Readers' Choice: Lakefront bike path
Best Scenic El Route
Reader's Choice: Brown Line
Considering it's one of the shorter el routes, the Brown Line does a better job than any other of covering the city's wide variety. Ride it around the Loop and it offers a close-up second-story architecture tour. Yet, after it swerves its way through the north side, briefly joining the Red Line, it eventually goes off on its own and drops down as it crosses the North Branch of the river just beyond Western and ends its run quaintly at street level, complete with cars stopped at crossings. It's the CTA's best expression of Chicago's Latin motto, urbs in horto. a transitchicago.com. —Ted Cox
Readers' Choice: Brown Line
Best City Swimming Pool
Reader's Choice: Gill Park
A lot of other die-hard swimmers favor the big one at Portage Park, which admittedly is sweet—50 meters, and you can swim in the very spot where Mark Spitz set world records in the 1972 U.S. Olympic trials. But like lots of other fine public pools in Chicago, that one's outdoors, and for me the best swimming hole in warm weather is clearly the lake (my favorite spots being Rainbow Beach, Promontory Point, off the breakers south of North Avenue, and the little beaches way up north). The other nine months of the year, I'll take Gill Park. The water temp in the 25-yard pool is generally just right, and at certain times of day the sun streaming through the high windows lights the water, prompting fantasies that you're diving for sunken treasure in the Caribbean. Best of all is the culture of the place—the regulars, an ethnically diverse group, range from floaters to former college swimming stars, and everybody there, including the staff, loves and respects swimming. a 833 West Sheridan, 312-742-5807, chicagoparkdistrict.com. —Mick Dumke
Readers' Choice: Portage Park
a 4100 N. Long, 773-685-7235, chicagoparkdistrict.com.
Best Amateur Sports Club
Readers' Choice: Windy City Rollers
Best Dog Park
Reader's Choice: Prairie Wolf Dog Exercise Area
If you really want the mutt to run himself silly but you don't need a hatchback full of sand from the Montrose dog beach, you'll have to get out of town. Lake County's Prairie Wolf Dog Exercise Area, just off 41 a little past the Chicago Botanic Garden, is 44 acres of unpaved off-leash dog heaven. Amenities include mowed paths for meandering through restored prairie, an expansive meadow (with room for several private games of fetch alongside a massive game of chase), a pond for swimming, complimentary poop bags, clean restrooms for the two-legged, and the all-important hose station. Beyond a gate near the pond is the rest of the 431-acre Prairie Wolf Forest Preserve, where you and your leashed friend can hike through more woodsy environs. The catch: dog heaven ain't free, and Cook County riffraff pays double. aParking lot is on Waukegan (Route 22) just north of Half Day Road (Route 43), 847-367-6640, lcfpd.org, out-of-county day permit $10 per dog, annual permit (expires 12/31) $120, $56 per additional dog. —Kiki Yablon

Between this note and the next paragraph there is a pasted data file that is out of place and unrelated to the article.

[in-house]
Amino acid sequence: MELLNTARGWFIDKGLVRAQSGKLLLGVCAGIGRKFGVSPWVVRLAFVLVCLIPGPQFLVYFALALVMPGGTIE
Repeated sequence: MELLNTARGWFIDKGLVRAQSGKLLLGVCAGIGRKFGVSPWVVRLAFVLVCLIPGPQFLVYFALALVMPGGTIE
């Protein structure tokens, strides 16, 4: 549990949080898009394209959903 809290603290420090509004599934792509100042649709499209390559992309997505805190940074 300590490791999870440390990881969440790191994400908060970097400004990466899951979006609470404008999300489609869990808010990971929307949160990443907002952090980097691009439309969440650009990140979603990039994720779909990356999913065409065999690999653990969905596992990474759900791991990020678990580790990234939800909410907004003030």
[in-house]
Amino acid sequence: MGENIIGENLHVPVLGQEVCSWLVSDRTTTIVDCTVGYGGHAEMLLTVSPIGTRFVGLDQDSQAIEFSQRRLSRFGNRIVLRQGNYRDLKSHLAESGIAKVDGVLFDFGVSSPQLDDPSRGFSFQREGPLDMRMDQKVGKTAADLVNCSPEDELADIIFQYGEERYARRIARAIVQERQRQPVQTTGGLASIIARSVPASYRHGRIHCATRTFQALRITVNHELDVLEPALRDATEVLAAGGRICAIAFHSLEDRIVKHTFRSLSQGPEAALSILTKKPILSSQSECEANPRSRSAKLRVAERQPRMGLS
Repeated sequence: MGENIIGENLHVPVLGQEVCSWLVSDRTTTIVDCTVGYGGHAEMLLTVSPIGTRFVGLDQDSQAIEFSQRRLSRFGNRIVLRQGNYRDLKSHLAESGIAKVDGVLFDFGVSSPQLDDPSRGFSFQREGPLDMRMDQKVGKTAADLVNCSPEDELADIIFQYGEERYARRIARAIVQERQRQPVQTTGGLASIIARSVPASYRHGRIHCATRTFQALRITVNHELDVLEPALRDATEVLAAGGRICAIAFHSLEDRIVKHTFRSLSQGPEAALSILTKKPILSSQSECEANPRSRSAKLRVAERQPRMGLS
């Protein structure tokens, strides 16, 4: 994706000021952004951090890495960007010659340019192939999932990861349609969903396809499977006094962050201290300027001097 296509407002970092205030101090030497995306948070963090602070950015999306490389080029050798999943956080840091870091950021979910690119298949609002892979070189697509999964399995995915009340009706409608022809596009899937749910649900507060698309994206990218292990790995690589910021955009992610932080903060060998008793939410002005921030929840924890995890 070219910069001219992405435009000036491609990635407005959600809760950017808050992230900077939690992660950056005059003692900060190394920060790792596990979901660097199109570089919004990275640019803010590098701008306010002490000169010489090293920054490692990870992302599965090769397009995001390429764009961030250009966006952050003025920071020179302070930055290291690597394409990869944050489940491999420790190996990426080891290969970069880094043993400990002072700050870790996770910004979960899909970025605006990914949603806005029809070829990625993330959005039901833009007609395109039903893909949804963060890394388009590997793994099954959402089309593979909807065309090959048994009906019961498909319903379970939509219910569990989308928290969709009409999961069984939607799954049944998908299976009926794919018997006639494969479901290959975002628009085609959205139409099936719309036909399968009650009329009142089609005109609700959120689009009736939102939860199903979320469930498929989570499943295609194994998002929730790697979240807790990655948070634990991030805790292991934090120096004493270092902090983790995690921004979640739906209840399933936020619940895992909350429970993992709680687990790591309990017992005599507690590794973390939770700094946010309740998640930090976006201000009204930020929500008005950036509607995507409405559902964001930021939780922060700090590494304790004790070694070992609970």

Readers' Choice: Wiggly Field
a Noethling Playlot Park, 2645 N. Sheffield, 312-742-7816, chicagoparkdistrict.com.
Best Skate Park
Readers' Choice: Wilson Skate Park
a Wilson and Lake Shore Drive.
Best Pool Hall
Readers' Choice: Southport Lanes & Billiards
a 3325 N. Southport, 773-472-6600.
Best Place to Take a Date
Readers' Choice: The lakefront
Best Place to Take an Out-of-Towner
Reader's Choice: A long ride on the Pink Line
If your out-of-town guests aren't the type to be impressed by the Signature Room or the Bean, take them to do something you've probably never done yourself: ride the Pink Line from the Loop to the end of the line. Just past Ashland your train will veer off Lake Street and head into terra incognita—the link between the Blue and Green lines that probably wasn't open yet the last time your guests were in town. Your train rumbles past the United Center, where it's absurd there isn't a station already, crosses the Blue Line at Rush University Medical Center, and heads into Chicago's most colorful Mexican neighborhood. The Pink Line track has all been rebuilt, so you're traveling fast, and as the rehabbed stations of Pilsen boast dazzling murals by top local artists, you might want to get off and have a slower look. By the end of the line you're rattling along at ground level, and when you get off at 54th and Cermak you're in Prague. Well, Berwyn. a transitchicago.com. —Michael Miner
Readers' Choice: Millennium Park
a Michigan and Randolph, 312-742-1168, millenniumpark.org.
Best Language School
Reader's Choice: Alliance Française de Chicago
David Sedaris may've had an infamously bad experience at the Alliance Française school in Paris, but throughout the many classes I've taken at the Chicago branch of the French language and culture center, I have never had an instructor jab a pencil in my eye. I have, however, improved or refreshed my French through a hodgepodge of very specific French grammar courses and more general conversational classes, and made great use of the Alliance's library and mediatheque, the largest such French-language library in the midwest. The Alliance has classes for all levels and all ages and runs several free conversation clubs for members to discuss French philosophy, literature, and theater. It also hosts a variety of cultural events and lectures, and even a French-language storytelling hour for the kiddies (though not in summer). All in all, it's the Frenchiest good time you can have in Chicago. a810 N. Dearborn, 312-337-1070, af-chicago.org. —Kathie Bergquist
Readers' Choice: Alliance Française de Chicago
Best Continuing Ed Program
Readers' Choice: Northwestern University School of Continuing Studies
a 312-503-6950, scs.northwestern.edu.